One of the necessary freedoms enjoyed in America is the First Amendment freedom of speech, and thousands expressed that freedom in protest during Friday’s inauguration of Donald J. Trump as the nation’s 45th president. Busloads upon busloads left cities across America and went to Washington D.C. with the purpose being to protest Trump and his policies.
Portsmouth Attorney Shawn Stratton was in Washington when some of the Friday protests got out of hand and arrests were made.
“There were loads of protesters, a lot of high emotions right now,” Stratton said. “A lot of people arguing, cussing each other, screaming. The protesters are actually about a block or two away from the White House, but also a block or two away from the Convention Center where we’re going to the ball tonight.”
According to the Associated Press, spirited demonstrations unfolded peacefully at various security checkpoints near the Capitol as police helped ticket-holders get through to the inaugural ceremony. Signs read, “Resist Trump Climate Justice Now,” ”Let Freedom Ring,” and ”Free Palestine.”
The Daily Times’ attempts to talk with people from Scioto County who were going to the protests were unfruitful. However, the Times caught up with one of the state’s organizers, Alex Van Gulijk on Friday before the actual rally she was planning to attend was held on Saturday.
Van Gulijk was asked how many buses were sent from Ohio.
“I am not sure about buses,” Van Gulijk said. “I originally was trying to get a charter bus I just know in the Ohio area in general. In fact, quite a few last-minute buses have been put together for the women’s march tomorrow (Saturday), especially in the Columbus area.”
Van Gulijk said she ended up driving to the nation’s capitol to attend the rally and protest, and had women’s rights on her mind in making the trip.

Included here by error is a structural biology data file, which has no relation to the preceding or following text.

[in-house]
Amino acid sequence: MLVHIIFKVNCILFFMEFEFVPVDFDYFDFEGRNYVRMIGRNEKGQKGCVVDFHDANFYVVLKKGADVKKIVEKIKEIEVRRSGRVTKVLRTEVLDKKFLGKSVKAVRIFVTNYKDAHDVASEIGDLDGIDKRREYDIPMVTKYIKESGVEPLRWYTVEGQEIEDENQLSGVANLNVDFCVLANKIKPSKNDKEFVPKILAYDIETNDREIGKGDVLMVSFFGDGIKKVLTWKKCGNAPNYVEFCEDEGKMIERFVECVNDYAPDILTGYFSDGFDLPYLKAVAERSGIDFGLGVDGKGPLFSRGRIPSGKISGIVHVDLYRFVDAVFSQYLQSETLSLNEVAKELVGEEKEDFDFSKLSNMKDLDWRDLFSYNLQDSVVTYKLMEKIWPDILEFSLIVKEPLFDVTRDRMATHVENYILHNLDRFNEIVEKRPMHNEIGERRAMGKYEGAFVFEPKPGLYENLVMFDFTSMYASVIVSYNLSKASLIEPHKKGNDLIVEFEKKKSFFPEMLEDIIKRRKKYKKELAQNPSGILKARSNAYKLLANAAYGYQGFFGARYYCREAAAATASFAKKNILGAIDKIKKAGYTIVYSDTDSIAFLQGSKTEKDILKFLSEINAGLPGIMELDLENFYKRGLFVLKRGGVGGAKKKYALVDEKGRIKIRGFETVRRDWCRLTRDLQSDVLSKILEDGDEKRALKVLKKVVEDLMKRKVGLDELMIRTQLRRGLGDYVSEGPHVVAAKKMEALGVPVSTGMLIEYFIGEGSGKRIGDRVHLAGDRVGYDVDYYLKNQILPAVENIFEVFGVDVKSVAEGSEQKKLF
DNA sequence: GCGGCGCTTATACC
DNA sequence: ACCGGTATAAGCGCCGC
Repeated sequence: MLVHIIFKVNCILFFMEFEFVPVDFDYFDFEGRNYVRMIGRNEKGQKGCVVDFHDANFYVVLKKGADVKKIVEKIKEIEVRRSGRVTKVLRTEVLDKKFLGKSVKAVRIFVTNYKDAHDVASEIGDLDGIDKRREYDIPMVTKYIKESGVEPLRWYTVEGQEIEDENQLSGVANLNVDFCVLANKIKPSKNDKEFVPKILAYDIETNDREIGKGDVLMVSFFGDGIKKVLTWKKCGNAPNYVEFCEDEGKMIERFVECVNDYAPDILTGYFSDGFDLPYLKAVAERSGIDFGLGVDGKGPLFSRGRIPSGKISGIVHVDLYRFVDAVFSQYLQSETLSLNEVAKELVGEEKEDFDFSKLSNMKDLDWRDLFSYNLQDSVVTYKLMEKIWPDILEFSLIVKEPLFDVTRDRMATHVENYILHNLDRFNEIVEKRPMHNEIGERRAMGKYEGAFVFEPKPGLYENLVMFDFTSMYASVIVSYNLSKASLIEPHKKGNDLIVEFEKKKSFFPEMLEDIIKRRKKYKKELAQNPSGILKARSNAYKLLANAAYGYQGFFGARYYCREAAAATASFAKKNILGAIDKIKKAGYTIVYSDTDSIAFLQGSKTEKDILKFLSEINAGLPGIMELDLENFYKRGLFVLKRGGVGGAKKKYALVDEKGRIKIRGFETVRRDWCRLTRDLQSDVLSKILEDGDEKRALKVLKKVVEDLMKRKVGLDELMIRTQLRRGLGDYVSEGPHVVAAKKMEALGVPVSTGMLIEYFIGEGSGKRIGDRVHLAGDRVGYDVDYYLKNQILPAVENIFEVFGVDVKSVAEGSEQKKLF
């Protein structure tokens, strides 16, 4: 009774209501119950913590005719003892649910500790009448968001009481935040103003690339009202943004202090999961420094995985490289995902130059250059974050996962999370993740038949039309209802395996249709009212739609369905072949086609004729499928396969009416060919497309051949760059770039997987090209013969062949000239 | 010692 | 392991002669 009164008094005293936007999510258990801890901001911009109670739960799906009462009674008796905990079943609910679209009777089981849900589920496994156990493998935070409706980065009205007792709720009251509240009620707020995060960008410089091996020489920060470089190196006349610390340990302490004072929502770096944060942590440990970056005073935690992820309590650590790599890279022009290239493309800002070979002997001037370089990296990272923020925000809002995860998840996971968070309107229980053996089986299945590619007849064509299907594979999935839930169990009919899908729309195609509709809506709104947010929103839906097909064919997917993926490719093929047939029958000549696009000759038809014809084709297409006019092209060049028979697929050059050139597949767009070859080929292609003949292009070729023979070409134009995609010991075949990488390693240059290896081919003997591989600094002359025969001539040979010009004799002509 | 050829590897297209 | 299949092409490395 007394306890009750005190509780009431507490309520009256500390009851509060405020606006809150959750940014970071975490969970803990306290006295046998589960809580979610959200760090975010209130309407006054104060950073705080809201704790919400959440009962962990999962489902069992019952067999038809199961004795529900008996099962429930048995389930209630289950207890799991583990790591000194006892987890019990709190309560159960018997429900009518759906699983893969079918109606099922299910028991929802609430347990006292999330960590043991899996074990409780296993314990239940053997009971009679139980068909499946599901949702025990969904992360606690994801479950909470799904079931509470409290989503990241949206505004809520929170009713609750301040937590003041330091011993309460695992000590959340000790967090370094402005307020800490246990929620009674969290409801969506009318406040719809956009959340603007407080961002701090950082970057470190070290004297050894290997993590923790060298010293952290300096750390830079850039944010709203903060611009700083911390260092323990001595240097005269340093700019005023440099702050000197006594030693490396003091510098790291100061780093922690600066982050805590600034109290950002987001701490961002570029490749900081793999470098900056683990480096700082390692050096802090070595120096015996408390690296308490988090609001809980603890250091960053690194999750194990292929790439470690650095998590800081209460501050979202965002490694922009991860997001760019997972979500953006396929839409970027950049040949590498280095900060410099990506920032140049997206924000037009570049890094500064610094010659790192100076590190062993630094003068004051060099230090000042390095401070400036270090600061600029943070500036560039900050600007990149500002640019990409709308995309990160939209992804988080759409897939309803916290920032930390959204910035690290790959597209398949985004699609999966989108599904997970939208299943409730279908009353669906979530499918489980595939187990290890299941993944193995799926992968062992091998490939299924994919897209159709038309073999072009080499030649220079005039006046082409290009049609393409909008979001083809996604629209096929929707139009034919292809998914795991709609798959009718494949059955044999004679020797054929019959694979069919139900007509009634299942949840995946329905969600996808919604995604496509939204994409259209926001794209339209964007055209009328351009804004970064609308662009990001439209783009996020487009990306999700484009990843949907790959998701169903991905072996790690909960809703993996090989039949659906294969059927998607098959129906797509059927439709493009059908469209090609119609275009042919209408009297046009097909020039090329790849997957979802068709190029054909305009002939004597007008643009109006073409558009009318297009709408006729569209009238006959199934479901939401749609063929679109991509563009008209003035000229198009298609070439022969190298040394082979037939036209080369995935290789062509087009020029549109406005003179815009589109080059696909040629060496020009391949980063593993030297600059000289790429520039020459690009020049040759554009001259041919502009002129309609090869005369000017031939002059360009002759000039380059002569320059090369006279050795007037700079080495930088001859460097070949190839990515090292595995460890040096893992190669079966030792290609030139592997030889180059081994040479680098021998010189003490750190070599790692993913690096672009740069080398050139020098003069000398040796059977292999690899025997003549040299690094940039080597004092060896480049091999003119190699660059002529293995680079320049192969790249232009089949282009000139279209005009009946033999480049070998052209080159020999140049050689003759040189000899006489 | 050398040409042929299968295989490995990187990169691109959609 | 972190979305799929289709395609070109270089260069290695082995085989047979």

“For me, the whole purpose for going is to advocate for women’s rights,” Van Gulijk said. “I know there have been several different types of laws in the last several years that have been on the table for Congress people including abortion laws or talking about the wage gap for women and so for me, I saw this as a perfect opportunity to really advocate for equal rights for women and the right to choose as far as a woman’s right to make her own decisions about her life.”
The AP said at one point, police gave chase to a group of about 100 protesters who smashed the windows of downtown businesses as they denounced capitalism and Trump. Police in riot gear used pepper spray from large canisters and eventually cordoned off the protesters.
Van Gulijk was clear about her reasons for attending the protests.
‘We’re not talking about whether or not men can do certain things (better) than women,” Van Gulijk said. “For me that is concerned equal rights.”
The march Van Gulijk was planning to attend was held Saturday.
“There’s a rally starting at 10 a.m. in downtown DC,” Van Gulijk said. “And then that physical marching, which is a mile-and-a-half route, will start at 1:30 p.m. The organization has spent a lot of time to ensure that the proper resources are there – that we got the proper permits, so that our march will be safe and good for everybody.”
Van Gulijk said her plan at the time was to stay somewhere outside of DC, such as Maryland and take the metro into the city for the events.
“I want to get to downtown DC and attend the rally and talk with others to empower women and what their message is and why they march and to actually do the march and have our voices be heard,” Van Gulijk said.
Reach Frank Lewis at 740-353-3101, ext. 1928, or on Twitter @franklewis.